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Low salaries and long hours are among the reasons elected officials under age 40 say they are exiting midterm or not running for reelection.
Scores of state legislators are not running for reelection while others have quit before their term ends. Many of these lawmakers are under age 40, and they say they are leaving because of low pay, exhaustion and a pandemic-prompted reassessment of life's priorities.
The trend is hard to quantify: There is no national database tracking legislators' political plans and, in some states, lawmakers still have time to decide whether to seek another term. But several state capitols are bracing for a significant exodus.
In California, at least 26 members of the Assembly and Senate are forgoing another term or quit mid term. In Minnesota, at least 29 state lawmakers are retiring. And in Texas, a large list of lawmakers are stepping away from the legislature.
The looming departures have the potential to shake up power dynamics in many of the 46 states holding legislative elections this year. They also have raised concerns that statehouses may become less diverse, as women, people of color, younger people and LGBTQ lawmakers leave public service out of economic necessity.
"The pandemic has made us all focus on what's important,'' said Rep. Karin Power, an Oregon Democrat and a 38-year-old mother of two small children.
Earlier this year, Power and two Democratic colleagues in the Oregon House—Rachel Prusak and Anna Williams—announced they would not seek reelection, citing low pay and a rising workload as the primary reasons. The base salary for Oregon's part-time legislature is about $33,000 a year.
"The three of us simply can't make it work financially anymore,'' said Power, an environmental lawyer. "Technically, this is a part-time legislature but we have had five special sessions since the start of the pandemic and a lot of extra work on top of that."
The stresses brought on by the Covid-19 crisis have taken an enormous toll, Power said. “We’ve been operating at surge capacity for more than two years,’’ she said. “We can’t sustain ourselves, our professions and our families while doing this work.”
Power and many of her fellow lawmakers have struggled during the pandemic. “I joked with my colleagues that you’ll see these years in our bodies like you see tree rings,’’ she said.
Seeking Better Pay
Concerns about low pay loom largest for lawmakers in their 20s, 30s and early 40s, said Layla Zaidane, president and CEO of the Millennial Action Project, a bipartisan association for legislators born after 1980.
“The No. 1 thing that we’re hearing is that it is financially unfeasible for so many of them to have these jobs and pursue a lot of the milestones that young people want to pursue at this stage in their lives, to start a family, to buy a house …,’’ Zaidane said. “It’s really hard to do that on some of these state legislators’ salaries and unless they’re independently wealthy, or they have a spouse or a partner that can support them, it’s just not realistic.’’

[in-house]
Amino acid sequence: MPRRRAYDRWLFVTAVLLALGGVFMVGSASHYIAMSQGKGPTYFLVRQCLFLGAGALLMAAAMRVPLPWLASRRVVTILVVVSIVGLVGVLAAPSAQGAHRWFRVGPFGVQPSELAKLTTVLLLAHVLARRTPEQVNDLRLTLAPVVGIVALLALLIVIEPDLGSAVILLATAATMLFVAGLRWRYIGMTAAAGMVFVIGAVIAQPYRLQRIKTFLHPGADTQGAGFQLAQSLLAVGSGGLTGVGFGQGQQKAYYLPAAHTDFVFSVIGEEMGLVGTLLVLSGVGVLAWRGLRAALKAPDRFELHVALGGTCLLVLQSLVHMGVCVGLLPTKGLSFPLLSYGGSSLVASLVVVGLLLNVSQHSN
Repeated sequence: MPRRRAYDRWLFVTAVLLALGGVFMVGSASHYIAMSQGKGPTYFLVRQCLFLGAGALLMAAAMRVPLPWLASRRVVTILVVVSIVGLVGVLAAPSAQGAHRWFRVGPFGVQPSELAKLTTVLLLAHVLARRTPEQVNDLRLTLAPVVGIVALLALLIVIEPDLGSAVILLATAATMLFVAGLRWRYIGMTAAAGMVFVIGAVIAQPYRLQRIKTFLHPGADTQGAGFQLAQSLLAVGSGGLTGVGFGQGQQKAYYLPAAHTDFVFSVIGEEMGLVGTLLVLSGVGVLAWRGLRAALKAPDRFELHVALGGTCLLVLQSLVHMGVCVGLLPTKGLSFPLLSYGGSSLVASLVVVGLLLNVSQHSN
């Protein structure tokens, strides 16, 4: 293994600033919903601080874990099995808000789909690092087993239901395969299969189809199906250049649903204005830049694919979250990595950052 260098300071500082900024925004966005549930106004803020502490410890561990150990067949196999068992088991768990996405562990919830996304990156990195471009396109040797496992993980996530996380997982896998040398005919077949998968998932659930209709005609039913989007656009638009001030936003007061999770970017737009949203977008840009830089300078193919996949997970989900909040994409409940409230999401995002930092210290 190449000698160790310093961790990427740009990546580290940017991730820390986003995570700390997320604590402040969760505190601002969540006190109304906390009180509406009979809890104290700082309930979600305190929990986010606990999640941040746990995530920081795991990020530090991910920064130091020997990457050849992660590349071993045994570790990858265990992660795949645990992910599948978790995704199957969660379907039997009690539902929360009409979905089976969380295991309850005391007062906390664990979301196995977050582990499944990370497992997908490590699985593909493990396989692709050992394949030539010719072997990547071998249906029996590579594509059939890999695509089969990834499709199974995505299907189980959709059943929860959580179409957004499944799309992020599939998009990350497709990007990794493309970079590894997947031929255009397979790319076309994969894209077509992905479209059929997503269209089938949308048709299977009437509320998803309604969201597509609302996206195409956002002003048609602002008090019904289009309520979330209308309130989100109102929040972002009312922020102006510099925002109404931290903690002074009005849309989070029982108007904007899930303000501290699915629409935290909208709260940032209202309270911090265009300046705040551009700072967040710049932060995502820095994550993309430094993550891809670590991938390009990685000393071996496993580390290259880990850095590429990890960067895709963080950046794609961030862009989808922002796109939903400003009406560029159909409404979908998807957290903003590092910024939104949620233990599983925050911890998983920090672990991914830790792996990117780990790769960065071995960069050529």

The trend, she said, “was happening even before the Great Resignation but it’s certainly been exacerbated in the last couple of years.’’
Steven Rogers, an associate professor of political science at Saint Louis University, has studied legislative salaries. He says lawmakers who have the option of going back to a well-paying profession, such as medicine or law, are more likely to leave the statehouse.
To some degree, legislative churn is a factor every decade, fallout from the redistricting process. Some incumbents opt not to run after the redrawn lines leave them with a district that’s less politically safe–or outside the boundaries altogether. In other cases, the redistricting process opens up political opportunities, such as running for Congress.
Midterm elections can be notoriously tough for down-ballot candidates whose party holds the White House and that’s true this cycle, Rogers said.
“Democrats may be saying, ‘I don’t really want to lose so I’m going to quit now,’’’ he said.
But the pandemic has also reshaped the priorities of public officials, just as it has prompted career reassessments for an estimated 33 million U.S. workers Americans working across industries who have quit their jobs over the past year.
“It's exhausting and we’re all exhausted,’’ said Zaidane. “People feel over it, whatever it is.”
Reassessing Life Priorities
Lawmakers with young children, some of whom juggled child care and Zoom lessons with legislative business, are more likely to step away, Rogers said. “They may be reassessing their priorities,” he said.
Politicians who choose not to run sometimes say they want to spend more time with their families. “Even though it’s a cliche, there is some truth to it,’’ Rogers said.
Rep. Michael Curcio, a Republican from Tennessee, said his decision to leave the state House of Representatives was driven partly by a desire to avoid burnout.
“Serving in this capacity was a heck of a mountain to climb, and I now look forward to the next mountain,’’ Curcio, the father of three, said in a message posted on Facebook last month.
In Oregon, where one-third of the House of Representatives is not returning next year, the departures will leave a major void, Power said. “The low pay has been a systemic barrier for women, people of color and young people,’’ she said. “We’re losing a lot of excellent folks.”
Will Haskell, a 26-year-old state senator from Connecticut, said it was never his plan to stay in office for decades. A two-term Democrat, he plans to attend law school in the fall.
“The reaction I get from older constituents has been total surprise that I’m leaving the legislature,’’ he said. “But I first ran because I thought change is good and it is healthy for democracy to have new voices and ideas. Whoever comes after me is sure to bring new ideas.”
Daniela Altimari is a reporter for Route Fifty based in West Hartford, Connecticut.